The GCP Instream Flow Resource Project supports scientifically credible environmental flow standards and management practices in parts of Texas, Oklahoma, and Louisiana.  It includes 27 flow-ecology relationships for a holistic suite of fish, mussels, birds and riparian vegetation that respond to different types of flow alteration and represent the range, needs, demands and uses of rivers.  It also includes fish sampling data obtained from various sources and consistently entered into the nationwide Multi-state Aquatic Resources Information System (MARIS) database; a River Classification Framework; a flow alteration assessment; and more.  Associated maps and data are available on the GCP Conservation Planning Atlas and will be updated periodically. For more information, contact Mary Davis.  
7.     New publications
Hydrological Sciences JournalSpecial Issue: Hydrological Science for Environmental Flows
Campbell CJ, Johns CV, Nielsen DL. 2014. The value of plant functional groups in demonstrating and communicating vegetation responses to environmental flows. Freshwater Biology  doi:10.1111/fwb.12309.
Davies PM, Naiman RJ, Warfe DM, Pettit NE, Arthington AH, Bunn SE. 2014. Flow–ecology relationships: closing the loop on effective environmental flows. Marine and Freshwater Research 65: 133-141 http://www.publish.csiro.au/paper/MF13110.htm
Jackson S, Finn M, Scheepers K. 2014. The use of replacement cost method to assess and manage the impacts of water resource development on Australian indigenous customary economies. Journal of Environmental Management 135: 100-109 http://dx.doi.org/10.1016/j.jenvman.2014.01.018
Mackay SJ, Arthington AH, James CS. 2014. Classification and comparison of natural and altered flow regimes to support an Australian trial of the Ecological Limits of Hydrologic Alteration framework. Ecohydrology DOI: 10.1002/eco.1473.
Olden JD, et al. 2014. Are large-scale flow experiments informing the science and management of freshwater ecosystems? Frontiers in Ecology and the Environmentdoi:10.1890/130076
Richter BD. 2014. Chasing Water: A Guide for Moving from Scarcity to Sustainability. Washington, DC: Island Press http://islandpress.org/chasing-water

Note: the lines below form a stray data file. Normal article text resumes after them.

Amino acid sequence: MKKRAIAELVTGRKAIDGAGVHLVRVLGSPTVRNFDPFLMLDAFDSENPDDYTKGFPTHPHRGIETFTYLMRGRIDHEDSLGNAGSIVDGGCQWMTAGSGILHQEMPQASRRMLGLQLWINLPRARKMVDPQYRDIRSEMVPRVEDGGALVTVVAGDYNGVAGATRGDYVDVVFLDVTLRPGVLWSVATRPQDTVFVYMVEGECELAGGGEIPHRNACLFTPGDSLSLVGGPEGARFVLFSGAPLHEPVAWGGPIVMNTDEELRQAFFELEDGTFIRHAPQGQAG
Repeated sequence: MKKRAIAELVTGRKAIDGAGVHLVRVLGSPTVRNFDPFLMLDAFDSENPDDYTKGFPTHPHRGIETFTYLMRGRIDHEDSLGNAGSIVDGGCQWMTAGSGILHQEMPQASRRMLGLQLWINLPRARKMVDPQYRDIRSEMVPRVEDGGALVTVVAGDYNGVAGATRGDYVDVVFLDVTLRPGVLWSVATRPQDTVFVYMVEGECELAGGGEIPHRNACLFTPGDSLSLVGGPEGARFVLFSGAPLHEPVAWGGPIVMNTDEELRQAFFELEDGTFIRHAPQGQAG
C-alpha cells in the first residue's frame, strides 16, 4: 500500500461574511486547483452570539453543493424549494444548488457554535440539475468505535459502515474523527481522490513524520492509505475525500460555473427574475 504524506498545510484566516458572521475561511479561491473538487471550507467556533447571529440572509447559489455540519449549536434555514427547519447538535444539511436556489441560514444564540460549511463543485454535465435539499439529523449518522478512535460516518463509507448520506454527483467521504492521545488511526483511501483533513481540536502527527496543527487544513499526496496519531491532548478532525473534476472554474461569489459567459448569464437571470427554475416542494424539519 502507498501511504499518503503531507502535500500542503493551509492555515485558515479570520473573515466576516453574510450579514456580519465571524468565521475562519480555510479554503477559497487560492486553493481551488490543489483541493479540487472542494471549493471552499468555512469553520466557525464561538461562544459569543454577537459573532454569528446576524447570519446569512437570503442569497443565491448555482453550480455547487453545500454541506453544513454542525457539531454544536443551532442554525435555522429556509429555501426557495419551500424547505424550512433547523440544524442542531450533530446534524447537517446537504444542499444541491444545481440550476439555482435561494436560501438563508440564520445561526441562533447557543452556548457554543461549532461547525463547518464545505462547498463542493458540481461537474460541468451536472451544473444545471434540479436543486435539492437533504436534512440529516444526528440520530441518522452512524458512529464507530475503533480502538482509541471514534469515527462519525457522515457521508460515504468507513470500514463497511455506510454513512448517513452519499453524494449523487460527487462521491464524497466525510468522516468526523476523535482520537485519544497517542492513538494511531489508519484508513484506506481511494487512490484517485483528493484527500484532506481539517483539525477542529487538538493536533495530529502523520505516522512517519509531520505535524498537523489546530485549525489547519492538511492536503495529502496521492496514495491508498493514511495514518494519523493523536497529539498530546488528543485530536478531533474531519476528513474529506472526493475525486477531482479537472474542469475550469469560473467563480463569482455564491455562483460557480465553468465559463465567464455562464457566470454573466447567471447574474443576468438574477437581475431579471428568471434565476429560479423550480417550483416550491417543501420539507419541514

Rolls RJ, Arthington AH. 2014. How do low magnitudes of hydrologic alteration impact riverine fish populations and assemblage characteristics? Ecological Indicators 39: 179-188 http://www.sciencedirect.com/science/article/pii/S1470160X1300513X.
8.       ELOHA Toolbox website
Share your resources with the entire ELOHA community.  Case studies, references, links, and text additions all are welcome.  We especially encourage postings on environmental flow policy advances from outside the United States.  Send your contributions to Eloise Kendy.  The site is usefully organized according to the main steps of ELOHA, with cited references linked to a comprehensive bibliography.  Case studies from around the world are being tracked, with your help.   Thank you to all contributors, past and future.
* This will be the last ELOHA News that I will distribute.  In 2007, I started this newsletter to inform and encourage fellow ELOHA practitioners around the world.  We knew there was a need for regionalized environmental flow management.  Now, thanks to the pioneering efforts we have highlighted over the years, there is an ever-increasing demand for ELOHA and a cadre of well-versed, interdisciplinary practitioners to meet that demand in ever more creative ways.  If your organization is interested in taking on ELOHA News compilation and distribution, just let me know and I’d be delighted to pass the baton.  The Nature Conservancy will continue to maintain the ELOHA Toolbox website, including archived ELOHA News.
Eloise Kendy, Ph.D., Senior Freshwater Scientist,
The Nature Conservancy, North America
email ekendy@tnc.org | phone 406.495.9910 |
skype eloise.kendy | nature.org/H2O